Skip to main content
Church NewsMinistry HighlightsNews

Regional Worship Conference Emphasizes Elders and Baptist Polity

By March 26, 2015No Comments

WorshipConnect_inlineOSWEGO, Ill.—On March 2 and 3, approximately 60 ministers assembled at Harvest New Beginnings for the 2015 Regional Worship and Growth Connection conference. An informal, intimate event, the conference aptly bills itself as “a gathering of regional GARBC ministry teams and pastors connecting together for worship and growth.” During these two days, that’s exactly what transpired in Oswego: an abundance of worship and growth.

The conference was sponsored by four GARBC churches (CrossRoad Baptist, Ames, Iowa; Calvary Baptist, Wisconsin Rapids, Wisconsin; Willow Creek Baptist, West Des Moines, Iowa; and Calvary Baptist, Rochester, Minnesota) and hosted by Harvest New Beginnings. The keynote speaker was Rich Van Heukelum, pastor of Shawnee Baptist Church, Shamong, New Jersey, and member of the GARBC Council of Eighteen. Van Heukelum spoke on the subject “Do Baptist Churches Have Elders?”

“Elders—do Baptist churches have them? The answer is yes,” Van Heukelum said at the beginning of the final plenary session. “Is it Baptistic? Yes. Is it beneficial? Yes. Do we have it all worked out? No.”

The roots of this discussion are deeply embedded in an ongoing debate over church polity. Historically, Baptist churches have operated under congregational rule while emphasizing two ecclesiastical offices: pastor and deacon. Presbyterians, on the other hand, operate under an “elder rule” model, according to which power is concentrated in the hands of a few appointed ecclesiastical leaders.

In recent years, however, Baptist churches have begun to discuss the proper place for the Biblical office of elder in their churches. Prominent Christian leaders have exerted a strong influence over this discussion. Some Baptists have found themselves attracted to the “elder rule” paradigm modeled by John MacArthur’s Grace Community Church. James MacDonald wrote a controversial article bearing the incendiary title “Congregational Government Is from Satan.” These and other factors have served to enliven the debate and enhance interest in the question, Just where do elders fit into the Biblical pattern for church government?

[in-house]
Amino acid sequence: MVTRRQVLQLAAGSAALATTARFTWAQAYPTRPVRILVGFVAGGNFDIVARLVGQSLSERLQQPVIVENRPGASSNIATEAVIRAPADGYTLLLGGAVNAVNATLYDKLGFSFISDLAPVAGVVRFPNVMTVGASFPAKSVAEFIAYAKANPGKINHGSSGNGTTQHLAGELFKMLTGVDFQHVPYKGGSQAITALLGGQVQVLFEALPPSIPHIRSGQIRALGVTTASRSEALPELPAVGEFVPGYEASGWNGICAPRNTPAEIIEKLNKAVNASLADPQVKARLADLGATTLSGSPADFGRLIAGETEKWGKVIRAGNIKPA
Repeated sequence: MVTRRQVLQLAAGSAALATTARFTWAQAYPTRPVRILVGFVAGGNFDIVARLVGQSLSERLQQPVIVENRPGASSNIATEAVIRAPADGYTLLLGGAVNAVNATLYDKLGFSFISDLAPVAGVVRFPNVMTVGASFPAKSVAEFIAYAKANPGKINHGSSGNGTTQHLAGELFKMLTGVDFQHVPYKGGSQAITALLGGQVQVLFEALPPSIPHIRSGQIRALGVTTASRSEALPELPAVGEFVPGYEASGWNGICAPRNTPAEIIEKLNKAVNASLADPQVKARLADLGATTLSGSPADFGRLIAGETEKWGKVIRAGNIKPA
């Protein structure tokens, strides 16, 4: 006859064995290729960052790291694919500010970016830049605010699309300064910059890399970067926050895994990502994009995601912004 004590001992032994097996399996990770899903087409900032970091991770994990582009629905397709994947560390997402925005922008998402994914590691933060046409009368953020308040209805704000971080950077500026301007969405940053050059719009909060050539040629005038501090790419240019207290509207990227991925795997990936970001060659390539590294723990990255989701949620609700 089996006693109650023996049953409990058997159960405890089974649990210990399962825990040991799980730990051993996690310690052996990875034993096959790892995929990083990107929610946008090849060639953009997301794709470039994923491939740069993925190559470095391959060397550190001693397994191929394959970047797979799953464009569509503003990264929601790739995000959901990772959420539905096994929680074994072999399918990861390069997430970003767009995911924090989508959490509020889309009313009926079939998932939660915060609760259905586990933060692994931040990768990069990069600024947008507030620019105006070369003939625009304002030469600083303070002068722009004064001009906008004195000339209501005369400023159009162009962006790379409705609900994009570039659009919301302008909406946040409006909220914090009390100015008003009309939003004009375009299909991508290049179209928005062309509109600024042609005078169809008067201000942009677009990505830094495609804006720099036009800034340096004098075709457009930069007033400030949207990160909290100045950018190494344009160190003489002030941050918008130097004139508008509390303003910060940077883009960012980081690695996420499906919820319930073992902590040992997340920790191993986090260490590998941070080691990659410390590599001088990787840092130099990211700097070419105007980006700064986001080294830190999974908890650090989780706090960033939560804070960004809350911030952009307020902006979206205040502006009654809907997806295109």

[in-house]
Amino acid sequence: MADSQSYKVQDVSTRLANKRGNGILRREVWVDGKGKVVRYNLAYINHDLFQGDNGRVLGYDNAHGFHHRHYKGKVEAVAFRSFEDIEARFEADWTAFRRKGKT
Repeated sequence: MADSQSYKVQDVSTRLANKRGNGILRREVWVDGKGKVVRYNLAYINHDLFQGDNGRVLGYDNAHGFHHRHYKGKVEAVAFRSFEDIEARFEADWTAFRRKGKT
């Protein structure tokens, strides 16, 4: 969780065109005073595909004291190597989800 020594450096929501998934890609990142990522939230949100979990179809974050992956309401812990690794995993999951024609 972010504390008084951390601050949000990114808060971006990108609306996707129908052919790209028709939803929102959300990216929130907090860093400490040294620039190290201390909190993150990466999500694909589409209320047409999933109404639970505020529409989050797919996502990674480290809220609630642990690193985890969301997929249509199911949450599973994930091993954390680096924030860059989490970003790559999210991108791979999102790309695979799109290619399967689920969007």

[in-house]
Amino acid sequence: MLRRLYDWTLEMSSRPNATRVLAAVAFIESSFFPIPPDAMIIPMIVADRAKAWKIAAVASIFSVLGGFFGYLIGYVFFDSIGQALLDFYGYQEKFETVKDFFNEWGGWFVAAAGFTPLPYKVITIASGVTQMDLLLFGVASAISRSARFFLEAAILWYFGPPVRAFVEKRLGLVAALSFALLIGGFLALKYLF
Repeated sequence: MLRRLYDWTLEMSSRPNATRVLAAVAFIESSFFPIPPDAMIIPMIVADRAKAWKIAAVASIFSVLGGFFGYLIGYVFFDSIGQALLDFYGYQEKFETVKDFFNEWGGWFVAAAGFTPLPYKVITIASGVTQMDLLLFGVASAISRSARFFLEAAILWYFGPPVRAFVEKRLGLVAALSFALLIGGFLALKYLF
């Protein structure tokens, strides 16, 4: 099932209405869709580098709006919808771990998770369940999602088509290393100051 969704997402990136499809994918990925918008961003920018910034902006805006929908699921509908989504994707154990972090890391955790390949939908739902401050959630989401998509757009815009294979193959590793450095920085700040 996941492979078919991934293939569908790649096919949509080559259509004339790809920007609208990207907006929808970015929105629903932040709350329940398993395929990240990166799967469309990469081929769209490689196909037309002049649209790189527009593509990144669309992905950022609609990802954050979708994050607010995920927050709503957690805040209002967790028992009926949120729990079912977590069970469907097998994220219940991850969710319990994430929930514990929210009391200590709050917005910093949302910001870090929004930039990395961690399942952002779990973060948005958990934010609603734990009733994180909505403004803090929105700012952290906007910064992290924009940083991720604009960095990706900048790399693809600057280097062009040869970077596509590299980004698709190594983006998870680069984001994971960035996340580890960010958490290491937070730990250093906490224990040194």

Van Heukelum didn’t claim to have all the answers; in fact, he candidly admitted, “You’re going to have more questions when you leave than you have answers.” Nevertheless, in his plenary sessions he clearly articulated a solid foundation, built on careful Biblical exposition, that clarified terms like elder, pastor, and deacon, and furnished a case for why plural eldership is compatible with Baptistic congregational polity. He further anticipated and answered various objections that Baptists are likely to raise against this concept, and offered helpful suggestions for how best to go about implementing such a model.

In addition to the plenary sessions, the conference featured four workshops led by GARBC pastors. Two of these related directly to the conference theme (“How to Do Congregationalism with Elected Deacons” led by Will Hatfield, pastor of CrossRoad Baptist Church, Ames, Iowa; and “How to Do Congregationalism with Elected Unpaid Pastors and Deacons,” led by Van Heukelum), while the other two related to more general ministerial concerns (“Balancing Family and Ministry,” led by John Greening, national representative of the GARBC, and “How to Approach Change,” led by Ken Floyd, executive director of the Michigan Association of Regular Baptist Churches and chairman of the GARBC’s Council of Eighteen). These workshops involved a high level of interaction between attendees and generated a great deal of discussion.

It is doubtful that any definitive resolution to the issues raised and addressed at this conference will emerge in the near future; they are inextricably linked with complex theological, historical, denominational, and exegetical concerns for which trite platitudes will never suffice. Nonetheless, the messages delivered and interactions held this year in Oswego will go a long way toward clarifying the germane issues and stimulating healthy, Biblical, God-honoring thinking in the minds of many GARBC pastors.

  • View photos of the conference.